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Toyota Prius P0138 Trouble Code Finally Solved, The Results Blew My Mind

Trouble codes are there to help us know if our car is having and issue. So, what happens when your Prius sends you a code that is not simple? This code did that to me on my Prius. I had to dig deep to find the answer, but now you can benefit from it.

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I wager that no Prius owner wants to have trouble with their car. I am also in that group. I want to be able to enjoy my Prius and have no worries.

When I bought the $600 Prius recently, it had been thrashed. It did not run; it was filthy and loaded with problems. Once I was able to get it running again and clean, I was ready to start driving it. It did not take long for the P0138 trouble code to appear.

Any trouble code bothers me, so of course, I dove right in and started to diagnose it. Here is what I found out about the trouble code and what it took to clear it up.

What P0138 Means In A Toyota Prius
The literal translation of the P0138 trouble code is oxygen sensor high voltage. Great, so what does that mean? From my experience, I have known that I have viewed a high voltage as a short circuit. The signal would get sent back to the ECU telling it there is something wrong with the circuit, thus setting a check engine light.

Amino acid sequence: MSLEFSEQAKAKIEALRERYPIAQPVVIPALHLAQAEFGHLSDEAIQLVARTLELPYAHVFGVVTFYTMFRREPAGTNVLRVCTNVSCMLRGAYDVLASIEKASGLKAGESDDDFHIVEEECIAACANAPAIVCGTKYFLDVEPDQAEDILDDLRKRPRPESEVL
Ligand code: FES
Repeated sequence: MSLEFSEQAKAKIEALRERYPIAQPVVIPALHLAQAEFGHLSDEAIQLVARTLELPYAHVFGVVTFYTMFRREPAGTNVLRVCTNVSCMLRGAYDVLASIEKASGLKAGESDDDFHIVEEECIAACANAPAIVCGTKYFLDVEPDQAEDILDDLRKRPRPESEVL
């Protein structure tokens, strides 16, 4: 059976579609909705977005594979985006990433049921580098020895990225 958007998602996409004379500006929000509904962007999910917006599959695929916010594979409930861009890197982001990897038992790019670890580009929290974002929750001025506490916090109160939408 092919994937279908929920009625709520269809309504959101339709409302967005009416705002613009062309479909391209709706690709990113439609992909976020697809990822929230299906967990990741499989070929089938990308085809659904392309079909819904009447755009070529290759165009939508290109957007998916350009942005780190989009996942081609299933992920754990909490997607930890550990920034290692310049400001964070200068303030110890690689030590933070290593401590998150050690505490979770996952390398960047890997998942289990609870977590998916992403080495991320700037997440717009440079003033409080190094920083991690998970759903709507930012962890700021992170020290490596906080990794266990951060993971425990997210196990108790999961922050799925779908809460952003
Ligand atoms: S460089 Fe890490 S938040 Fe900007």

clear your p0138 by replacing your Air Fuel Ratio Sensor

No big deal, right? Just chase down the fault, which logic would tell you that a sensor could short internally and cause the code. Only when it doesn't. Then what do you do? You could panic, stress about it, and maybe even have a minor meltdown. Or you could do what I did and begin to ask everyone you know while researching to figure it out.

That is precisely what I did.

The Hard Part About The Diagnosis
There is a reason that a good technician will use service information as a road map. Technicians that know a thing or two about how these onboard sensors work, will test the system differently. As I was busy gathering data to share with my cohorts, I observed something interesting. All the data I saw with my factory scan tool showed me everything was working correctly.

So why did my Prius keep tripping the same trouble code over and over again? The question I was boggled over was; if everything is working the way it is supposed to, why the light?. What I did not know, is that sometimes, and especially on Toyota cars, the data you are reading may look accurate but be wrong.

Signs you need to replace your air fuel ratio sensor on your Toyota Prius

One of the great minds of this generation that I had the privilege of reaching out to is a Canadian friend of mine, who shall remain nameless at this time for identity protection. He has a few years on me but also has a memory that can think through problems as I have never seen before.

As I began to chat with him, and also another friend. It occurred to and become clear that even though the scan tool may be showing correct sensor operation, the Toyota sensors could still be faulty. I had the idea pointed out to me by two parties that both have much more knowledge than I do.